Jacques Mattheij

Technology, Coding and Business

The Funnel

Running a freemium website is probably best compared with taking water from the sea to some point inland in a very leaky bucket. Every step you make, you lose valuable water, and by the time you reach your destination your bucket will be almost empty, with some luck it is still slightly wet.

The water in the sea in the analogy represents the masses of people that might visit your website. The first bucket full is the people that actually visit your website, and each and every step you make represents one step in the process that leads to ‘conversion’, the point where people become paying users.

As indicated in the previous chapter, there are many ways of paying, so typically the water that leaves the bucket should be put to some form of use to minimize the value of the losses that you will inevitably have.

But the real goal is to lose as little water as possible on the way the cash register.

Some of the ways in which you can achieve this are probably best described as minimizing the number of holes and reducing the size of the holes. You can also use a larger bucket, or have multiple buckets. Technically, this is a trick of sorts because we’re talking percentages here, not absolute numbers, but I’ll add them anyway for contrast.

The normal representation of this process is called the ‘sales funnel’, an upside down pyramid with people ‘abandoning’ the funnel at various stages. I don’t think that picture does justice to what’s going on though, because people that abandon the funnel go somewhere else, and as long as they haven’t left the site yet, they’re still in the race to the final goal, it’s just that they may get there via an alternative route. In the bucket analogy, it’s going to be buckets all the way, under every leak there is another leaky bucket that attempts to convert the users towards the goal, or towards an alternative goal (such as a click on an ad or a contribution in the form of content or ‘buzz’). Until the user or guest has left your site permanently they are still in the funnel and can still potentially be converted.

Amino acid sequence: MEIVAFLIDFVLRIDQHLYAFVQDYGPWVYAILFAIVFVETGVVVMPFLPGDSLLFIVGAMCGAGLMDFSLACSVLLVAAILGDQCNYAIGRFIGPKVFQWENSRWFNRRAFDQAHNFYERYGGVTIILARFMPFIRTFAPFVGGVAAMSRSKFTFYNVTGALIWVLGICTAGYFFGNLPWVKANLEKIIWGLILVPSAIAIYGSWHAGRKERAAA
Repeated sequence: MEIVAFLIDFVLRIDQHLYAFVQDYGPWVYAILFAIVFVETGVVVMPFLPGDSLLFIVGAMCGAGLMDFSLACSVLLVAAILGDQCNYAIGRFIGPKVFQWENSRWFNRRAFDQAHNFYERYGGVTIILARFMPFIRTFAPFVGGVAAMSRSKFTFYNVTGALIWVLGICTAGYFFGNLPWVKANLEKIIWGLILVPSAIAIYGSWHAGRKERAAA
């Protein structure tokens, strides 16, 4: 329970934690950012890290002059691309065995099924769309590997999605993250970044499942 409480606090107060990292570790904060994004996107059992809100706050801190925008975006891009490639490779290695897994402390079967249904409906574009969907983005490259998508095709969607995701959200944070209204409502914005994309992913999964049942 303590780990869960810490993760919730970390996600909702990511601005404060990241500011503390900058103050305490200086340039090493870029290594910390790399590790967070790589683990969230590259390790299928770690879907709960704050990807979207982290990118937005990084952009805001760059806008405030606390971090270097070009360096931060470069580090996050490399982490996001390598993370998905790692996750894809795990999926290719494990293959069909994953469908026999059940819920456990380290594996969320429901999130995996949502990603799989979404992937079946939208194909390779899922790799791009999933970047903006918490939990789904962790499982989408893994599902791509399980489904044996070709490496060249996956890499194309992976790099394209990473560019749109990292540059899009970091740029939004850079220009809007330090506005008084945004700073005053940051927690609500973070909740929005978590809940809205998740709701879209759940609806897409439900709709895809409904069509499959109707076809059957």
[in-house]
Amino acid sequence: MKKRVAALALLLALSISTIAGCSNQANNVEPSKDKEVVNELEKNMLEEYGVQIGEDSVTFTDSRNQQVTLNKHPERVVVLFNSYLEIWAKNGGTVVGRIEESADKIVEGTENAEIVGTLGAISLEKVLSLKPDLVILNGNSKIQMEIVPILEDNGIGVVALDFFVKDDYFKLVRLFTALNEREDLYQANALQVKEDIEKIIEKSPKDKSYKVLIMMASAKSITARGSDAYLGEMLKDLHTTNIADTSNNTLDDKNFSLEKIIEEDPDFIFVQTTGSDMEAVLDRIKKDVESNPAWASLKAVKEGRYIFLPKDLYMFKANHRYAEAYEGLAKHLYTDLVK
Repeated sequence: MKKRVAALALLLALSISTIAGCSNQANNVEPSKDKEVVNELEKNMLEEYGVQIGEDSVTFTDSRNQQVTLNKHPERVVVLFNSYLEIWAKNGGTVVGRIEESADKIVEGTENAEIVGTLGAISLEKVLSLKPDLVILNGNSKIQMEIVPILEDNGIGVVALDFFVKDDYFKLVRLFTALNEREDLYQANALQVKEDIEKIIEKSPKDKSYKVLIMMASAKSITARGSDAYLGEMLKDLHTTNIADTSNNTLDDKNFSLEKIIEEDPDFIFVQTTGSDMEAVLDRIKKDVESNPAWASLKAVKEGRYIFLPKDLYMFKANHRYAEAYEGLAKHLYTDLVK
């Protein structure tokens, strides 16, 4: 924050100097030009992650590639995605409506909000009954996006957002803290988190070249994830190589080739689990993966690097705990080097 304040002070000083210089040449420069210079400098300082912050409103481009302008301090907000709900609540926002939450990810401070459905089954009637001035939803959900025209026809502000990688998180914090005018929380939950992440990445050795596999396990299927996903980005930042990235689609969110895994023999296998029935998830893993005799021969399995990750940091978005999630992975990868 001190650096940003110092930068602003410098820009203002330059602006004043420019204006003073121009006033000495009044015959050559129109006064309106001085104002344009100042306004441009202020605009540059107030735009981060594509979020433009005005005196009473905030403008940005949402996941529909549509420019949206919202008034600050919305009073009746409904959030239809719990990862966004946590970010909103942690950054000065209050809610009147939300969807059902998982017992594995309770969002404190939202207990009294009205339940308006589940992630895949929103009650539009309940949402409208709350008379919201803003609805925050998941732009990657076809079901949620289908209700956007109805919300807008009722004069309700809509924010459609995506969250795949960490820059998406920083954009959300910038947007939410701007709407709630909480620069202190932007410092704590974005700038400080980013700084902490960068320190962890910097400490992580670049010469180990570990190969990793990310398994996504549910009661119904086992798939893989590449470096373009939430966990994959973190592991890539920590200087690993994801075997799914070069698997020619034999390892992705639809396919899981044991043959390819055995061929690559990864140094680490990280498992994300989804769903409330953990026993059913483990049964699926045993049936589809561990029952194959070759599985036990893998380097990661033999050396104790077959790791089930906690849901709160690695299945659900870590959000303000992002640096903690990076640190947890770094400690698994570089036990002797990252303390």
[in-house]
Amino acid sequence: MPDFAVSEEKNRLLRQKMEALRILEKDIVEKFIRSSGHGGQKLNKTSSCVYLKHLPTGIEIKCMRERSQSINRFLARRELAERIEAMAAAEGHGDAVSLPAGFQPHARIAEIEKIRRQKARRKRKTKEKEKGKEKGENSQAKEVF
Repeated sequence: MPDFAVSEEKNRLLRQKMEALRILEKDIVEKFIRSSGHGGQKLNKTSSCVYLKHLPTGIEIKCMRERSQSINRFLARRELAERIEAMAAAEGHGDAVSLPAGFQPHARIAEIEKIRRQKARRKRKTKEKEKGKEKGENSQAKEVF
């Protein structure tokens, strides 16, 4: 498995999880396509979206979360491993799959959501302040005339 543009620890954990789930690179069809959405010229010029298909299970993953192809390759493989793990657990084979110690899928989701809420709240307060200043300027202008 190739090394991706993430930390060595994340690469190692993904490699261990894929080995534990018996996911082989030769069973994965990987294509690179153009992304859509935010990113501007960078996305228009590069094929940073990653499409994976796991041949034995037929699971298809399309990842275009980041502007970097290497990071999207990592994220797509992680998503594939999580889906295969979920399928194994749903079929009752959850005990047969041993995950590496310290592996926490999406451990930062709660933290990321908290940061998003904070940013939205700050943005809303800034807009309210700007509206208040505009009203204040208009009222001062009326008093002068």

On our own site we’ve experimented a lot with different strategies to see which work best, we’ve found a mix of being blunt (offer to sell the product right on page one!) with more subtle tactics (features that present, but that will only ‘unlock’ when you’re a paying member) seems to be optimal. But that does not mean that this holds true for every website out there and if you go this route be sure to test and verify every assumption.

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